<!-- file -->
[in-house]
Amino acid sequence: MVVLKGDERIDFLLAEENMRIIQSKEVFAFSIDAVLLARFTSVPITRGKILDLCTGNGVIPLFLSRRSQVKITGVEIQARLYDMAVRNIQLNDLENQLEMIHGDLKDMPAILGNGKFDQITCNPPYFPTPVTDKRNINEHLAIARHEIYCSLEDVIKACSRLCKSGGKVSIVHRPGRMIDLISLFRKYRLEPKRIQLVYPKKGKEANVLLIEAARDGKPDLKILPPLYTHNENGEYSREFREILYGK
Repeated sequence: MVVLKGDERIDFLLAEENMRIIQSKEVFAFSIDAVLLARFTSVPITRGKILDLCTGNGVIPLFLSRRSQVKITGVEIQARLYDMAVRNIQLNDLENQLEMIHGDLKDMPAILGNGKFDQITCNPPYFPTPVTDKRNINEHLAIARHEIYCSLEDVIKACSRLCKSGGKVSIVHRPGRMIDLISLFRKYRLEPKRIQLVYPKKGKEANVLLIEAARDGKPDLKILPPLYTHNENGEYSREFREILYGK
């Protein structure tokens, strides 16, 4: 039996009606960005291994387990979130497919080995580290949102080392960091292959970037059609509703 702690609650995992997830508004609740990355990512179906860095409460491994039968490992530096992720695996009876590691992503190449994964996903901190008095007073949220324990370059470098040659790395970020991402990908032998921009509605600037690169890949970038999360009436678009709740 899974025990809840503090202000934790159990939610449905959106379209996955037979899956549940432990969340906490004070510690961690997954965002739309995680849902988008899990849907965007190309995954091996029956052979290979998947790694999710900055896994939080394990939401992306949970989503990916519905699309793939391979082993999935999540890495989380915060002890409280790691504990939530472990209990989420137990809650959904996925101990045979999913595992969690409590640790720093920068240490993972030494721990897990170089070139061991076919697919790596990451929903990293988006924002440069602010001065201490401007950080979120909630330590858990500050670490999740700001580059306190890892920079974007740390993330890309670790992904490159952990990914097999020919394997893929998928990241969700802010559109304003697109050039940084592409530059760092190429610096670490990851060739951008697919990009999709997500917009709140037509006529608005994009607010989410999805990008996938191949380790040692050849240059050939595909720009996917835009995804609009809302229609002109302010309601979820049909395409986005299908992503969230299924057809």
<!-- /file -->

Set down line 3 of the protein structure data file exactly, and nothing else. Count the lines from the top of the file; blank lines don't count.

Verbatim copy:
Repeated sequence: MVVLKGDERIDFLLAEENMRIIQSKEVFAFSIDAVLLARFTSVPITRGKILDLCTGNGVIPLFLSRRSQVKITGVEIQARLYDMAVRNIQLNDLENQLEMIHGDLKDMPAILGNGKFDQITCNPPYFPTPVTDKRNINEHLAIARHEIYCSLEDVIKACSRLCKSGGKVSIVHRPGRMIDLISLFRKYRLEPKRIQLVYPKKGKEANVLLIEAARDGKPDLKILPPLYTHNENGEYSREFREILYGK